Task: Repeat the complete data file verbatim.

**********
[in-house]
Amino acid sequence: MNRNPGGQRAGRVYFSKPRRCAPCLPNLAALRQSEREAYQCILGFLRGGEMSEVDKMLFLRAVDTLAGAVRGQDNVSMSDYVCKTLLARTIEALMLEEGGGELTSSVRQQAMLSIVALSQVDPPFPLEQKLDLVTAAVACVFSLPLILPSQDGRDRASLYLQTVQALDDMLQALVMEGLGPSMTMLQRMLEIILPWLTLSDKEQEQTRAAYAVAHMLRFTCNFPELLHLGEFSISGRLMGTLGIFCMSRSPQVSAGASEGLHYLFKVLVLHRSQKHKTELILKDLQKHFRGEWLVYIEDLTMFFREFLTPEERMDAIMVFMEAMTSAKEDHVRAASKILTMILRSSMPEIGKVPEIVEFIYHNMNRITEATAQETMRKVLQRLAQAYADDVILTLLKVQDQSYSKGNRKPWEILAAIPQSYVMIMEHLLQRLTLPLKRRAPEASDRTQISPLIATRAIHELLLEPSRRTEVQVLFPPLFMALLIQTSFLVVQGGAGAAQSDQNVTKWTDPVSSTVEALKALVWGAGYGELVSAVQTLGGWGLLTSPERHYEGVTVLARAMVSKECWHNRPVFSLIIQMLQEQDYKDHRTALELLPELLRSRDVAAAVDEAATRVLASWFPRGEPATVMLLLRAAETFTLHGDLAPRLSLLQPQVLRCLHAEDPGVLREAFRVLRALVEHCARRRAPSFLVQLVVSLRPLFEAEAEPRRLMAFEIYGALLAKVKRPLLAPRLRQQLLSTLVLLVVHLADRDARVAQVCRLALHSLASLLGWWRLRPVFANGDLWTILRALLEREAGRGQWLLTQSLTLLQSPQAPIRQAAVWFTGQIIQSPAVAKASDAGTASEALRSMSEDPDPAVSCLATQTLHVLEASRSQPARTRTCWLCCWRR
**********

[in-house]
Amino acid sequence: MNRNPGGQRAGRVYFSKPRRCAPCLPNLAALRQSEREAYQCILGFLRGGEMSEVDKMLFLRAVDTLAGAVRGQDNVSMSDYVCKTLLARTIEALMLEEGGGELTSSVRQQAMLSIVALSQVDPPFPLEQKLDLVTAAVACVFSLPLILPSQDGRDRASLYLQTVQALDDMLQALVMEGLGPSMTMLQRMLEIILPWLTLSDKEQEQTRAAYAVAHMLRFTCNFPELLHLGEFSISGRLMGTLGIFCMSRSPQVSAGASEGLHYLFKVLVLHRSQKHKTELILKDLQKHFRGEWLVYIEDLTMFFREFLTPEERMDAIMVFMEAMTSAKEDHVRAASKILTMILRSSMPEIGKVPEIVEFIYHNMNRITEATAQETMRKVLQRLAQAYADDVILTLLKVQDQSYSKGNRKPWEILAAIPQSYVMIMEHLLQRLTLPLKRRAPEASDRTQISPLIATRAIHELLLEPSRRTEVQVLFPPLFMALLIQTSFLVVQGGAGAAQSDQNVTKWTDPVSSTVEALKALVWGAGYGELVSAVQTLGGWGLLTSPERHYEGVTVLARAMVSKECWHNRPVFSLIIQMLQEQDYKDHRTALELLPELLRSRDVAAAVDEAATRVLASWFPRGEPATVMLLLRAAETFTLHGDLAPRLSLLQPQVLRCLHAEDPGVLREAFRVLRALVEHCARRRAPSFLVQLVVSLRPLFEAEAEPRRLMAFEIYGALLAKVKRPLLAPRLRQQLLSTLVLLVVHLADRDARVAQVCRLALHSLASLLGWWRLRPVFANGDLWTILRALLEREAGRGQWLLTQSLTLLQSPQAPIRQAAVWFTGQIIQSPAVAKASDAGTASEALRSMSEDPDPAVSCLATQTLHVLEASRSQPARTRTCWLCCWRR